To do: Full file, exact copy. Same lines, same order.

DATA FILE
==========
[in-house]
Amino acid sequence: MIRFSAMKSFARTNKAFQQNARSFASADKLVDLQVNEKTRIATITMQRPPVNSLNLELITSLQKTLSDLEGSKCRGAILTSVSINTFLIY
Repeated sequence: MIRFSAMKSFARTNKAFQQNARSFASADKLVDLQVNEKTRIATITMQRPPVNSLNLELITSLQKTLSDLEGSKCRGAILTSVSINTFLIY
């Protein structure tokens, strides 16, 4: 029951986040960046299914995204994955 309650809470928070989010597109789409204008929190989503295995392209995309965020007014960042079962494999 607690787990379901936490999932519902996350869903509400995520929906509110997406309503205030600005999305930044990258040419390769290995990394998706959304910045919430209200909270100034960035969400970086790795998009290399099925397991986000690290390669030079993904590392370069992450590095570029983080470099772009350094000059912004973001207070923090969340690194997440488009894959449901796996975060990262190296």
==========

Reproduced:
[in-house]
Amino acid sequence: MIRFSAMKSFARTNKAFQQNARSFASADKLVDLQVNEKTRIATITMQRPPVNSLNLELITSLQKTLSDLEGSKCRGAILTSVSINTFLIY
Repeated sequence: MIRFSAMKSFARTNKAFQQNARSFASADKLVDLQVNEKTRIATITMQRPPVNSLNLELITSLQKTLSDLEGSKCRGAILTSVSINTFLIY
């Protein structure tokens, strides 16, 4: 029951986040960046299914995204994955 309650809470928070989010597109789409204008929190989503295995392209995309965020007014960042079962494999 607690787990379901936490999932519902996350869903509400995520929906509110997406309503205030600005999305930044990258040419390769290995990394998706959304910045919430209200909270100034960035969400970086790795998009290399099925397991986000690290390669030079993904590392370069992450590095570029983080470099772009350094000059912004973001207070923090969340690194997440488009894959449901796996975060990262190296």